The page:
Social Security payments to jump most in 39 years as inflation surges

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Social Security cost of living adjustment highest since 1982

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Millions of retirees and other Americans are receiving social Security After the pandemic-induced inflation spike, benefits in 2022 are set to achieve the biggest payout growth in four decades.

The Social Security Administration said Wednesday that next year’s cost of living adjustment, or COLA, would be 5.9%. The monthly increase for the retirees averaged $92 as of Wednesday, bringing that amount to $1,657, the administration said. A typical couple’s benefits would climb from $154 to $2,754 per month.

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The increase — the sharpest annual adjustment since 1982, when recipients saw a 7.4% jump — marks an abrupt end to low inflation that saw meager COLA growth in years. Over the past 12 years, the average COLA increase has been only 1.4%. In 2021, recipients only received a 1.3% increase, or an additional $20 per month for retirees.

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The adjustment will affect about 70 million people, including Social Security recipients, disabled veterans and federal retirees. About half of senior citizens live in homes where Social Security benefits provide at least half of their income, while about 25% rely on monthly payments for nearly all of their earnings.

The Senior Citizens League, a nonpartisan advocacy group, called the decades-high growth “welcome” but warned that years of modest COLA increases have made it “next to impossible to tackle the rampant inflation of 2021”. .

Mary Johnson, an analyst with the group, said, “Over the past 21 years, COLAs have increased Social Security benefits by 55 percent, but housing costs have risen nearly 118 percent and health care costs by 145 percent. ” “Worse, it appears that inflation hasn’t happened to us yet, and the purchasing power of Social Security benefits could run out in 2022.”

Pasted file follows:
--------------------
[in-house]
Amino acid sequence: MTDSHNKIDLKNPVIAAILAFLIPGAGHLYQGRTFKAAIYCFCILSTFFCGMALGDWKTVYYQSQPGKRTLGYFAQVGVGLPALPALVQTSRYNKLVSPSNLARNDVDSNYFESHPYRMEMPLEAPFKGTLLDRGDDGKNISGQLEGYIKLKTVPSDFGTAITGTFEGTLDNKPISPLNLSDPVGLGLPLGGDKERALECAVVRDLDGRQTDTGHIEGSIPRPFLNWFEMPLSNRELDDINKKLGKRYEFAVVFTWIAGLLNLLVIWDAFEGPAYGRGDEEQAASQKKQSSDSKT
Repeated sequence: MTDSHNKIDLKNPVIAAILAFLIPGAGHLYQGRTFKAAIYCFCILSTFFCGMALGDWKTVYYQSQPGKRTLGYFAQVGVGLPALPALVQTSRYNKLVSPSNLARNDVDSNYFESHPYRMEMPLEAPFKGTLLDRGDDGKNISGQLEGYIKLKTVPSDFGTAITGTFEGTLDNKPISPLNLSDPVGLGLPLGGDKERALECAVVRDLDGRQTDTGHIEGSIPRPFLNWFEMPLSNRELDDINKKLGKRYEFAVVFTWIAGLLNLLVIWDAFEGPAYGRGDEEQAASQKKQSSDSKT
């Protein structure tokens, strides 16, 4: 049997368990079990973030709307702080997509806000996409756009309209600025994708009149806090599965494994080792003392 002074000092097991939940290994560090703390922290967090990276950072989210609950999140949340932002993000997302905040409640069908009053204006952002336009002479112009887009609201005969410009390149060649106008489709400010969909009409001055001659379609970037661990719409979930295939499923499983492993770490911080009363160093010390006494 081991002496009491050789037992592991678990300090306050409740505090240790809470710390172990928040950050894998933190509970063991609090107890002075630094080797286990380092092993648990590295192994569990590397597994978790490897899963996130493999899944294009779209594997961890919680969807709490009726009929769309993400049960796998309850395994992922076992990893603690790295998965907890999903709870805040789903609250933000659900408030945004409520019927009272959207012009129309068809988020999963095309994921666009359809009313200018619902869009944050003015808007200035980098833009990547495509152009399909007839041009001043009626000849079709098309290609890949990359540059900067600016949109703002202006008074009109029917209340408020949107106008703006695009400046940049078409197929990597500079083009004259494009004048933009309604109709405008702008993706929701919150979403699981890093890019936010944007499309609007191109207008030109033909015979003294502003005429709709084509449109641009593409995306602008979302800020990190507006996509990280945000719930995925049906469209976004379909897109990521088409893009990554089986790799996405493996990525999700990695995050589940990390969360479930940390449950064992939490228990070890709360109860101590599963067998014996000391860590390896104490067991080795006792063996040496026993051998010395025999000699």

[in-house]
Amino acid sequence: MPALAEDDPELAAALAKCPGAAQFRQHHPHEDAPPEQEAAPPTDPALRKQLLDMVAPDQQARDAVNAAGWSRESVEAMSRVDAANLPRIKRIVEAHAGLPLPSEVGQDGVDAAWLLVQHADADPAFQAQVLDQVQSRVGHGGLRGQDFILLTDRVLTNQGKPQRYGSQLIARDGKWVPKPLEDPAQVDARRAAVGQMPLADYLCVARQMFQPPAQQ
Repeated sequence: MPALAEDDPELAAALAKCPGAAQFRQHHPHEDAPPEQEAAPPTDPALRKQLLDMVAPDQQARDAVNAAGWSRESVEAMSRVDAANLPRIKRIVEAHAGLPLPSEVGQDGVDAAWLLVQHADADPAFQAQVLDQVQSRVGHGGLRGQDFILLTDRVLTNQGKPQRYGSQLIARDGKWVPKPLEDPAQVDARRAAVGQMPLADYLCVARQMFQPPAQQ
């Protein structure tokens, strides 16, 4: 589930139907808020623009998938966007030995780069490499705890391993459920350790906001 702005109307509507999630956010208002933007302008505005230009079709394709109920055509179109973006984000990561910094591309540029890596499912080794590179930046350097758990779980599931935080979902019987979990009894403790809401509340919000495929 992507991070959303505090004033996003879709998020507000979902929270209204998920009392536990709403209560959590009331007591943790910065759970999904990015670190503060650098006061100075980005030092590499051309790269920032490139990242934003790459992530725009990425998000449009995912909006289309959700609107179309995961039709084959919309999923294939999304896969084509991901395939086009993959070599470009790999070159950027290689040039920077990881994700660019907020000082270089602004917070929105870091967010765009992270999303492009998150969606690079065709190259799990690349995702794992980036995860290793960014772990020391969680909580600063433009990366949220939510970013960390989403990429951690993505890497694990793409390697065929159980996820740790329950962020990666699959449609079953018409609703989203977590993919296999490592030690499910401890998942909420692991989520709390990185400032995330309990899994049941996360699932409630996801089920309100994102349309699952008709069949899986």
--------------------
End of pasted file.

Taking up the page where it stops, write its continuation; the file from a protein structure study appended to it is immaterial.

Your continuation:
The annual Social Security change is calculated based on the Consumer Price Index for Urban Wage Earners and Clerical Workers, or CPI-W.

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Consumer prices have risen dramatically over the past few months, with Federal Reserve Chairman Jerome Powell attributing a surge to pandemic-induced disruptions in the supply chain, labor shortages that push wages higher and incentives. A wave of consumers flowed with cash. Everything from gasoline to toilet paper to groceries is now priced higher, with the highest inflation rate in more than a decade.

Still, Powell and other Fed officials have mostly said they expect the increased inflation to be fleeting and fade as the economy recovers from the pandemic.

According to the Senior Citizens League, since 2000, Social Security benefits have lost about 30% of their purchasing power due to insufficient adjustments, which drive up inflation and increase health care costs. The group has prompted Congress to adopt legislation that would index inflation adjustments specifically for senior citizens, such as the Consumer Price Index for the Elderly, or CPI-E. The index specifically tracks household expenses for people aged 62 and above.

On the campaign trail, President Biden said he supported increasing Social Security solvency by adjusting annual adjustments to the CPI-E instead of the CPI-W.


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